Enough of this study. I chose it because it came to my attention, but also because it was published in a reputable, peer-reviewed journal, and it is not totally worthless – but to draw the conclusion that “running is as good as drugs for depression and better for your overall health” is true for anyone, for you, could be inaccurate.

The impression that one can take away from hearing from someone that “a scientific study showed that…” (and tell me you never hear that!) can be a little, a lot, or completely wrong unless you both read the whole study and have enough background to understand what it does not say as well as what it does. Beyond “was this a well-done study?” and “was it published by reputable scientists in a reputable journal?”, the questions of “to whom are the results most likely to apply?” is also important. You may think yourself healthy and in good shape for your age, but a study of, say, 25 year olds, may not apply to you if you’re 65. The most reliable characteristic is replication of the results by other well-designed studies.

Is there a social justice issue here? I do not know. Probably well-off people have better access to doctors and other professionals, but they also have more choice and are able to choose the ones that they know have the same beliefs (or biases) that they do; for example, exercise is good, drugs are bad, natural is good, etc. My personal (not statistically valid!) experience is that people who are likely to believe something because it shows what they want to be true and to discount studies that show what they don’t want  to be true, come from all socioeconomic, ethnic, and other groups.

But my advice is to take a deep breath, and not believe everything you hear, or read, is 100% true, and certainly not that it is more broadly applicable that whatever the research showed.

Even if you want to.

Wednesday, November 1, 2023

People are more important than profit. Period.

In his recent piece, ‘An Appropriate Anger’ on his Substack “The Reframe”, writer AR Moxon states that “All people have an intrinsic and indestructible worth that cannot be measured”.

He notes:  “That’s not true of everything, you know. If a car stops functioning properly, it’s no longer as valuable as it was when it was functioning properly…[but] It’s not that way with people who, as it so happens, are not things.”

I happen to agree with that, and honestly believe that most people do. But not everyone does. Moxon has some things to say about the businesses, and the people who hide behind the corporate logo, who clearly think that profit is more important than people and act on it. He particularly focuses on healthcare as he had a very scary event with a person close to him. But healthcare is a particularly good example of the core problem that he cites. Healthcare is a system which people want to believe, and often in the face of powerful evidence to the contrary do believe, exists to help them. In fact, it is actually an incredibly efficient and effective producer of profit for the industry, often at the expense of the health of the people it ostensibly exists to help.

What makes this worth continuing to comment upon is the ongoing, aggressive, and accelerating rate at which it is happening. No sooner can one say “well, this is bad, but at least we have X as an alternative” than X is taken away or modified into a profit-producing structure that decreases availability and quality of care for people while increasing their costs. And, as a result, harming their health. (Just in recent blogs I have written about ‘Why are we paying wealthy corporations billions to limit our healthcare?, July 23, 2023; ‘Older adults cannot afford healthcare even if they are insured: Time for a new system!’, Aug 22, 2023; ‘The problems with our US 'Healthcare' system are well documented. We need to start with the solution!’, Sept 3, 2023;  Primary Care, Private Equity, and Profit: How to ensure poor quality care for the American people’, Sept 28, 2023).  The perpetrators of these evils – and they are evils -- are corporations including insurance companies, health care providers, and pharmaceutical companies, often now overlapping in a vertical integration, as for example with UnitedHealth’s ownership of the physician group Optum that now provides more income and profit than its insurance business! But the perpetrators are also the people that run those corporations and make their decisions.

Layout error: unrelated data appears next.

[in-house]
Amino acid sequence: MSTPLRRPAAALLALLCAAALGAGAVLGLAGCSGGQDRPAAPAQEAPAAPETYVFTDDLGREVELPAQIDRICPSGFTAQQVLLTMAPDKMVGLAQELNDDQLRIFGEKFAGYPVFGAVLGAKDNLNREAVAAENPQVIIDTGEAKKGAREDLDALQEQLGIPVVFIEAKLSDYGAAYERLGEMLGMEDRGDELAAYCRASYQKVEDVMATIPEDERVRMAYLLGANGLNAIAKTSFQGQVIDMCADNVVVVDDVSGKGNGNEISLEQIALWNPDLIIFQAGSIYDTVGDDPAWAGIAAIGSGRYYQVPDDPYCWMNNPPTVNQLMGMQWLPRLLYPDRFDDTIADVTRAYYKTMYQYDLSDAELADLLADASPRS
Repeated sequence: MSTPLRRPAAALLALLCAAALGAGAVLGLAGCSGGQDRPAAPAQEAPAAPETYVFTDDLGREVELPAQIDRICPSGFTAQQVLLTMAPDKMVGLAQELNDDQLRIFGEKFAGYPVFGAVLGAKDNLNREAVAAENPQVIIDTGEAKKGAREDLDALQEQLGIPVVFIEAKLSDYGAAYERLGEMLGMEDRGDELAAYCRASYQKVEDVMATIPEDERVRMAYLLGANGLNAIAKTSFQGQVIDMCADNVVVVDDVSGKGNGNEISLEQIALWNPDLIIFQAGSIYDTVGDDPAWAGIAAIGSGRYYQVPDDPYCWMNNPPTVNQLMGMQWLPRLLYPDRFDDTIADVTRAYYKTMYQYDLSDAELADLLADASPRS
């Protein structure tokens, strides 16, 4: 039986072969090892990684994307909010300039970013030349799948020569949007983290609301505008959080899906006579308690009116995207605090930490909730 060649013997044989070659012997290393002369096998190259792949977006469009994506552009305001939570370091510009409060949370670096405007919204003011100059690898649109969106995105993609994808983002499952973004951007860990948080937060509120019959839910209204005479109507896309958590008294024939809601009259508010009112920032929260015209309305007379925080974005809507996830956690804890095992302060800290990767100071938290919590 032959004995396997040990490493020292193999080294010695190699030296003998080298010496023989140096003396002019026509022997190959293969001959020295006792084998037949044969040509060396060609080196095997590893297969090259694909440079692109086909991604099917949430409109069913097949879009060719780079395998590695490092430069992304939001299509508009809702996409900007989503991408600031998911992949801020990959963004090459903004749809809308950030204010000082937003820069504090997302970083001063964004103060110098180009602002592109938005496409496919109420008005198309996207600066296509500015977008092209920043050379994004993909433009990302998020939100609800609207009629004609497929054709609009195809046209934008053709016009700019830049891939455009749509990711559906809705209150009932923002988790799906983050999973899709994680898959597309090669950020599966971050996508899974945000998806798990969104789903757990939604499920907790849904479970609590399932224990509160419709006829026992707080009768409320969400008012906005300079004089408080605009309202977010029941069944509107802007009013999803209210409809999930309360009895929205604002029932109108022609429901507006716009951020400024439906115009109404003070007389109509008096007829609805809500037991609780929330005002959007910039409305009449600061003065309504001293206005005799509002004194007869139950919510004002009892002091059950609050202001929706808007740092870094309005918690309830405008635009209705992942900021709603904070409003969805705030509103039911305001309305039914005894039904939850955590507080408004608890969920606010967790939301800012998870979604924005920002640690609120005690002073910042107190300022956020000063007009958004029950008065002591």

Groups that study the healthcare system, such as the Commonwealth Fund and the Kaiser Family Foundation, continue to issue increasingly distressing, indeed terrifying, reports about the state of US healthcare, the access people have to it (or not), and the impact that this has upon their health. The Commonwealth Fund in particular has published a series of pieces that, although written in a calm manner, create great alarm in me because of their content. ‘High U.S. Health Care Spending: Where Is It All Going?’, Oct 4, 2023, notes that ‘The United States spends twice as much per person on health as peer nations’ and concludes that

More than half of excess U.S. health spending was associated with factors likely reflected in higher prices, including more spending on: administrative costs of insurance (~15% of the excess), administrative costs borne by providers (~15%), prescription drugs (~10%), wages for physicians (~10%) and registered nurses (~5%), and medical machinery and equipment (less than 5%). Reductions in administrative burdens and drug costs could substantially reduce the difference between U.S. and peer nation health spending.

[Note that wages for physicians and nurses is on 15% of this total!]

The ‘Findings from the Commonwealth Fund 2023 Health Care Affordability Survey’ are reflected in its title, ‘How Health Care Costs and Medical Debt Are Making Americans Sicker and Poorer’. Those findings demonstrate that they are, and it is getting worse, and although the greatest impact is in those already marginalized (particularly Black Americans and those already poor), it is affecting more than half of the US population, those insured and uninsured: